In U.S. Pat. No. 4,998,323 a device is disclosed for skinning poultry parts to which the wings have been left, but the head, neck, legs and thighs have been removed. The device comprises a pair of parallel conveying chains for conveying the poultry parts towards a skinner unit. Outwardly from the path of the chain, each chain is provided with pairs of closely spaced vertically extending tabs, for receiving and suspending the wings of a poultry part there between. In operation, a poultry part supported by a support plate is simultaneously suspended to the tabs by positioning each wing between a pair of tabs, the body oriented neck up, back downstream. As the poultry body enters the device the tendons are cut and the wings are confined above by retaining rails, which prevent the wings from escaping. As the poultry body is advanced into the machine, its bottom contacts an auger whose conveying speed exceeds that of the chains. This moves the bottom of the bird body ahead of the wings and brings the body with the backs down to the back skinner. The backs are carried over a first toothed skinning roller, the teeth of which engage and remove the skin form the backs. A shear plate prevents the meat from continuing with the skin. The upper halve of the bird then clears the shear plate, swings downward and rearward while being suspended only by its wings and takes a back down orientation. The poultry body arrives in front of a second skinner in the back down orientation and passes over the second skinner to have the skin removed from the back. The operation of the second skinner is similar to the first. After having been skinned, the poultry body is engaged by a cone shape fixture that enters into the body cavity and supports the breasts to leave the device.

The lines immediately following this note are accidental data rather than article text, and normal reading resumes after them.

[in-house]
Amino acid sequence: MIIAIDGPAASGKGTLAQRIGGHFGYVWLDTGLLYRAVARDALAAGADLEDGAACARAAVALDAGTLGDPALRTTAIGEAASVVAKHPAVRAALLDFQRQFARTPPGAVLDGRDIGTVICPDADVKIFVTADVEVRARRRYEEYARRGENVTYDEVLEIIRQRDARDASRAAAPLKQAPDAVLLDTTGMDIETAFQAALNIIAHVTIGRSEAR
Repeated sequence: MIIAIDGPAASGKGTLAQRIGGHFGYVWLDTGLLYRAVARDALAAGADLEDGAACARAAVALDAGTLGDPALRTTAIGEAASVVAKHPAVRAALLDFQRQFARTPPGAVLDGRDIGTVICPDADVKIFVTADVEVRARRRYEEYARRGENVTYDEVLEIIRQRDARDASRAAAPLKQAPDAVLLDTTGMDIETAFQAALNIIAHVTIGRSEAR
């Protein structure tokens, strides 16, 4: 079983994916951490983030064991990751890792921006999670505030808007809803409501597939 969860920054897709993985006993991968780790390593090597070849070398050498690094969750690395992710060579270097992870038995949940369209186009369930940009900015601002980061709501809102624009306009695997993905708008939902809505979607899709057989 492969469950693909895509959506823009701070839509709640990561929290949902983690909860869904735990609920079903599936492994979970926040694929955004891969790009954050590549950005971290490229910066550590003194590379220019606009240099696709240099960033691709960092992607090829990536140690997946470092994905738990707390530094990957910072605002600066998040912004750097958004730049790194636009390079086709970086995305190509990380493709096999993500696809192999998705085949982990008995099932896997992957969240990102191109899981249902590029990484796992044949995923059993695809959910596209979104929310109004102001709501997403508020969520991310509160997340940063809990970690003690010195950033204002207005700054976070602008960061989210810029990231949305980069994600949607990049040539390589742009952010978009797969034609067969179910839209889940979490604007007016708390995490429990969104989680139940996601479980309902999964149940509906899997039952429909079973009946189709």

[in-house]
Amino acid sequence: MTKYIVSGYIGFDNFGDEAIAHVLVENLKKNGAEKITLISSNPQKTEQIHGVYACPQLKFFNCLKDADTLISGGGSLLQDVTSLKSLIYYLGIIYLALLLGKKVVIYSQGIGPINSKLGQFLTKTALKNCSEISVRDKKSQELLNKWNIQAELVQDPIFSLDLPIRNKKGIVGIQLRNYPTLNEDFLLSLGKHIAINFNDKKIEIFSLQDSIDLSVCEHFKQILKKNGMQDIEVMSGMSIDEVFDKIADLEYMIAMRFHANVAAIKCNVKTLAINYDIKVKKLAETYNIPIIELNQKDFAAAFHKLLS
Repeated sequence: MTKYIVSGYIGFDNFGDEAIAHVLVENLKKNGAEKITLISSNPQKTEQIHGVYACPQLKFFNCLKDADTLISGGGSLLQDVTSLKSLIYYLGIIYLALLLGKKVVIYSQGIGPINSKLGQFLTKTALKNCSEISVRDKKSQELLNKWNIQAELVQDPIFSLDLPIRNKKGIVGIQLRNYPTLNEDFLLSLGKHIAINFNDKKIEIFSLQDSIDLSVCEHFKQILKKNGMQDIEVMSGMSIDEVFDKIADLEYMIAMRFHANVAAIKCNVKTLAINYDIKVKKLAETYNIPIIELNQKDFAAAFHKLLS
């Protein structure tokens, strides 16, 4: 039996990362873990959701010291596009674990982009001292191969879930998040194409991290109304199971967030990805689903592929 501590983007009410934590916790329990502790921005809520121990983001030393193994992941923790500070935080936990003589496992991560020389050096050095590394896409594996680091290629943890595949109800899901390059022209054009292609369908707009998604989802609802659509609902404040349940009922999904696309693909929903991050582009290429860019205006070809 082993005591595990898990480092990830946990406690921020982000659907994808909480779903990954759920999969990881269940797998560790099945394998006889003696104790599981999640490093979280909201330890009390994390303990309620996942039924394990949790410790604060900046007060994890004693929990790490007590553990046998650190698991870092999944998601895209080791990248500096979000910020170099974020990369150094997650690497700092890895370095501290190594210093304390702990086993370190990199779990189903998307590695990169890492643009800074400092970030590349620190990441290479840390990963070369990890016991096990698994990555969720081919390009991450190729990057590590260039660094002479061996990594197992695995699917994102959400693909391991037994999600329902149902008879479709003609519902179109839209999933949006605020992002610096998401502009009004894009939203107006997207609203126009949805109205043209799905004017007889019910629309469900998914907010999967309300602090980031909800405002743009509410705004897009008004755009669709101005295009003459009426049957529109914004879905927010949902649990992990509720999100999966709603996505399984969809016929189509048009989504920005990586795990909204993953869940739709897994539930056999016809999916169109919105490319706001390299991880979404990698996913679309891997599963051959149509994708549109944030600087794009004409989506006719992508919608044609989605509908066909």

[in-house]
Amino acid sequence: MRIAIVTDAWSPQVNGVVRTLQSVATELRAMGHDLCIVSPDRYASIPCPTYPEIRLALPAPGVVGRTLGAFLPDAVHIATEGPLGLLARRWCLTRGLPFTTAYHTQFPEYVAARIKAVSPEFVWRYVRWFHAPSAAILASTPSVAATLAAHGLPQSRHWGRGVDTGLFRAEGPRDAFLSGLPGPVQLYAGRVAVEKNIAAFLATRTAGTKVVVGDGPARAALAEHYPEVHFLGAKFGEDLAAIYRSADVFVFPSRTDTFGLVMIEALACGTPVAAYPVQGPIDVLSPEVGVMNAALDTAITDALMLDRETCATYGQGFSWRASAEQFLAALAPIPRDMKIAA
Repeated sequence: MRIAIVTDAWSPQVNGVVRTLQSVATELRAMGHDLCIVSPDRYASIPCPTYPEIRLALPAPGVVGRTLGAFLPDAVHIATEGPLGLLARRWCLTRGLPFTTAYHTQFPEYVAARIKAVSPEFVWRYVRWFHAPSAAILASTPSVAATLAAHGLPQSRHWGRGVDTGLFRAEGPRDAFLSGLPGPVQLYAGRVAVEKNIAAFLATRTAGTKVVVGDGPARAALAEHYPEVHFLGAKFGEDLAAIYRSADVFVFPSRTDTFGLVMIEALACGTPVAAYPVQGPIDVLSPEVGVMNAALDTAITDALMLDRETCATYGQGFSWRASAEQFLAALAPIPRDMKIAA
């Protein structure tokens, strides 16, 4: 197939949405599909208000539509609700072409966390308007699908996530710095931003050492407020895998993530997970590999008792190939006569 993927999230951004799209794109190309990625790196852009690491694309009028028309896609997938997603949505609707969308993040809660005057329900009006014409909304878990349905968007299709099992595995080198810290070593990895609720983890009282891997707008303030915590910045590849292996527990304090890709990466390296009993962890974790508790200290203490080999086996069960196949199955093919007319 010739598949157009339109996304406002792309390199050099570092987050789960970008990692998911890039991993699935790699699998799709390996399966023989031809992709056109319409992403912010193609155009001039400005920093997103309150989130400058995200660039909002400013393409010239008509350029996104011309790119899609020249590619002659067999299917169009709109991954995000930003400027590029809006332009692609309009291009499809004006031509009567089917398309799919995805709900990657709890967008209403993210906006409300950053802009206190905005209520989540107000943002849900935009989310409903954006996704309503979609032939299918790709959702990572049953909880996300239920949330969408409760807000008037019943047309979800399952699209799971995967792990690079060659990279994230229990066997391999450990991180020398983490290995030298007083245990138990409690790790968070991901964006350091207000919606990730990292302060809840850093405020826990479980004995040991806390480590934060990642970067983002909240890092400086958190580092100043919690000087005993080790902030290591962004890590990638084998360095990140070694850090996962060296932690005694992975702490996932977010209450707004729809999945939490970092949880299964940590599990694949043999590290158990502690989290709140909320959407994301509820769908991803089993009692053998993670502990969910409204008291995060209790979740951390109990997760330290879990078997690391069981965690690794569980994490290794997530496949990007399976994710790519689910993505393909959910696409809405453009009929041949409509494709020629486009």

In the device of U.S. Pat. No. 4,998,323 the conveying chains are driven in an intermittent motion of regularly repeating cycles of a predetermined stroke length. Besides this, the operation of the device is quite complicated and puts a stiff demand on the positioning of the bird bodies by the device. After being supplied in a first orientation to allow skinning of the breast part, the birds become suspended to their wings to allow inverting their orientation to skin the back part. There is thus a need to a device with a simplified functioning.